The life and times of Forg1ven – Part 1 | EarlyGame
The bot-lane king

The life and times of Forg1ven – Part 1

League of Legends
forg1ven player black and white photo
Image credit: Riot Games

Only three weeks in the new LEC season, one of Europe’s most controversial League of Legends pro players – Konstantinos-Napoleon “FORG1VEN” Tzortziou – has left FC Schalke 04. This might well be the last chapter of his career, so it is a good time to look back at the bad boy of European ADCs.

In this two-part series, we will try to explain who Forg1ven is and trace his career from the beginning to where we stand now.

The Lone Wolf

Love him or hate him, among long-time League of Legends fans, Forg1ven is impossible to ignore. He has been hailed as one of the best Western AD Carries for multiple years, yet he has gone from one team to another, never staying long and often parting on less than perfect terms with his former teammates.

The Greek ADC was originally a Counter-Strike player who had some success in the days of CS 1.6 before switching to MOBA games.

Player Forg1ven interview shot
Image credit: Riot Games

He got his first big break with the Copenhagen Wolves after they found themselves in need of an AD Carry. Martin “Rekkles” Larsson, who the Wolves had on loan from Fnatic, became old enough to play in the then-EU LCS, so they couldn’t use him anymore.

Instead, they took a chance on the Greek and that gamble soon paid off – the team went on a tear through the amateur scene, eventually joining the European pro league for the 2014 spring season. It was there that Forg1ven started winning his aggressive reputation, on and off the Rift. He carried CW to several key wins but also won himself a reputation for less-than-stellar behavior in community and solo queue games – and a $1000 fine to match.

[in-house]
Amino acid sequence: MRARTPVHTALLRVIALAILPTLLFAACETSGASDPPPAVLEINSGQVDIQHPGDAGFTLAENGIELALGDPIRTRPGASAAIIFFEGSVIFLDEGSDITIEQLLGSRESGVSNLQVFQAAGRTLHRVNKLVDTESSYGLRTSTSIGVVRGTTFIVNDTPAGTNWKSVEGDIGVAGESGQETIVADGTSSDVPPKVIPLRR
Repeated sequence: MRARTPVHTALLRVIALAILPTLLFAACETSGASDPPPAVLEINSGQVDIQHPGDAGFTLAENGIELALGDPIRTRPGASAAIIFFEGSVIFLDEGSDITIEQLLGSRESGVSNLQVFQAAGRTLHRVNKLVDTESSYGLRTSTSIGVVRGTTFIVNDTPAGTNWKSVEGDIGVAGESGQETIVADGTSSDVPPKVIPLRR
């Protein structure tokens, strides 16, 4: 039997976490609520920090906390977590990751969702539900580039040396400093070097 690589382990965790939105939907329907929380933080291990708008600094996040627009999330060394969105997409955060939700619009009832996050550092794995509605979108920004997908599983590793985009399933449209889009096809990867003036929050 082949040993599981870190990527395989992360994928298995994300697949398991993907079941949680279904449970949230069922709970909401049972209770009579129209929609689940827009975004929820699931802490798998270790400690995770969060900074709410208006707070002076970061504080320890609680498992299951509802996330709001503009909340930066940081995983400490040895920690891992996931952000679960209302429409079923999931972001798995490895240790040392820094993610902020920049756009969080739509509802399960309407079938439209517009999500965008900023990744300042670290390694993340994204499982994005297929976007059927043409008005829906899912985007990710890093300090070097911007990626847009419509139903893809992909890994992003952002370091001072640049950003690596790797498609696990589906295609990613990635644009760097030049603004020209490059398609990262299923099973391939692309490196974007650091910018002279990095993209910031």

The Wolves made it to the playoffs but a loss to Alliance in the quarterfinals meant they had to also play for relegation. Forg1ven was once more on point in their clash against Denial.EU and helped the team remain in the elite but he parted ways with CW soon afterward.

While officially listed as a substitute for the remainder of the year, he played in an amateur team called Different Dimension. Around the end of the year, rumors circulated that he would be returning to the EU LCS, and in an interview with Summoning Insight, he confirmed that he was looking to go back – but would only play for a team contending to be the best. Soon after, the name of the team was revealed: SK Gaming.

The bot-lane king

Player Forg1ven with SK Gaming shirt
Image credit: SK Gaming

In the start of 2015, SK Gaming had an incredible start and after 5 weeks, they were in first place of the LCS which gave them a berth for the IEM Season IX world championship. It was Forg1ven’s first real taste of international competition.

However, while the team started strong with a victory against Flash Wolves, a loss to GE Tigers saw them relegated to the losers’ bracket. There, the Flash Wolves had their revenge and eliminated them. While SK lost some steam, they finished the split first and Forg1ven got an MVP award.

Unfortunately, the team was eliminated in a dramatic five-game semifinal by newcomers Unicorns of Love and then lost another 3-2 series against H2K for the third place. Forg1ven parted ways with SK not too long after.

The summer split found him on another storied team: Gambit Gaming. At that time, though, the venerable Russian organization was struggling and the Greek had his hands full to turn it around. After a 0-4 start, the team went on a winning streak and was standing in fifth place with one more week to go.

It was then that Forg1ven’s behavior problem reared its head again. He got a four-game suspension for solo-queue toxic behavior and without him, the team ended in 8th place with no chance for playoffs. He did not play in the following promotion series either and was soon released.

But this is not the end of his tale. Click here for Part 2 to see in which direction Forg1ven’s career goes next.